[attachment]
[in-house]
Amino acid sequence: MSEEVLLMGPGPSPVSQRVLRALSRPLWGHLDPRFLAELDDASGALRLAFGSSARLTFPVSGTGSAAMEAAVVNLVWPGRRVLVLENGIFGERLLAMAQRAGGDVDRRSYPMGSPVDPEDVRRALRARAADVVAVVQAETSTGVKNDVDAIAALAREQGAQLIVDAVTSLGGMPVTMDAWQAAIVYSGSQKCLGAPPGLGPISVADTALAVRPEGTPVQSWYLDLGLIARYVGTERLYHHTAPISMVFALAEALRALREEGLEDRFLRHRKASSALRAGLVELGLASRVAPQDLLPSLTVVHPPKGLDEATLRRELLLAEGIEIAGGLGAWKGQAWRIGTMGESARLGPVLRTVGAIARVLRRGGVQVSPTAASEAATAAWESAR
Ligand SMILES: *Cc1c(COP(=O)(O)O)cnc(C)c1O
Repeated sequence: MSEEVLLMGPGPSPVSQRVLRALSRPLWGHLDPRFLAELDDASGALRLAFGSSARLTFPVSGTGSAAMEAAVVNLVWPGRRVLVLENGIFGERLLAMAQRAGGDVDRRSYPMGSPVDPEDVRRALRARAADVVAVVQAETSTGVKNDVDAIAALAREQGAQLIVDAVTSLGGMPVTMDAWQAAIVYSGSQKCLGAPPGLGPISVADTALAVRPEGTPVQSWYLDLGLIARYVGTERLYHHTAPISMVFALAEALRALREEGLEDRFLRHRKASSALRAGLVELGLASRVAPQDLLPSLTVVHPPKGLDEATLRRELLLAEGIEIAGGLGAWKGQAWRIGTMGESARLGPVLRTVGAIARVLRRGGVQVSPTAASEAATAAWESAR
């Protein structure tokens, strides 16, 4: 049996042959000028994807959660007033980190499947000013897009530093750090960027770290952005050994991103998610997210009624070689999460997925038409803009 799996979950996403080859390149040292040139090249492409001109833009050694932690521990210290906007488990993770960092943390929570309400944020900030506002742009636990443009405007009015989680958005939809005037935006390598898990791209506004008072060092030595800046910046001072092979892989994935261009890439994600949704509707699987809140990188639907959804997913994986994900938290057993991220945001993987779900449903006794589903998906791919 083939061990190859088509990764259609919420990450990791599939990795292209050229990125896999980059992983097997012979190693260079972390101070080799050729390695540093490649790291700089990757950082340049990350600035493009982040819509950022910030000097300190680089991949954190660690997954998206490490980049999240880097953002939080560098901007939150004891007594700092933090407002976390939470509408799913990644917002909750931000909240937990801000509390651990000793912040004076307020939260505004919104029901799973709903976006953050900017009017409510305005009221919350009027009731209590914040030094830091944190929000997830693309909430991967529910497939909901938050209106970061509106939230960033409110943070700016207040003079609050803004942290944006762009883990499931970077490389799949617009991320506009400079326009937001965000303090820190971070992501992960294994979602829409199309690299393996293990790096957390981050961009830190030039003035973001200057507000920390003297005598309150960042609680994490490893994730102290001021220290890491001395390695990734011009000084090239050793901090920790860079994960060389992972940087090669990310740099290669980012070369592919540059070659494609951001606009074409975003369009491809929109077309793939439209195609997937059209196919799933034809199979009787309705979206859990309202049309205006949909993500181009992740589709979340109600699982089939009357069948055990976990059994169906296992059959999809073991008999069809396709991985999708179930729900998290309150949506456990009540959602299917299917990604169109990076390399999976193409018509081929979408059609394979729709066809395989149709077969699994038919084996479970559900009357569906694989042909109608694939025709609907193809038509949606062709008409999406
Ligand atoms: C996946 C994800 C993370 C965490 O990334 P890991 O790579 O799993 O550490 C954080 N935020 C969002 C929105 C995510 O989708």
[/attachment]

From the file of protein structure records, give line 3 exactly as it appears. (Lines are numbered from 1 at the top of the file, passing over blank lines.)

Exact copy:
Ligand SMILES: *Cc1c(COP(=O)(O)O)cnc(C)c1O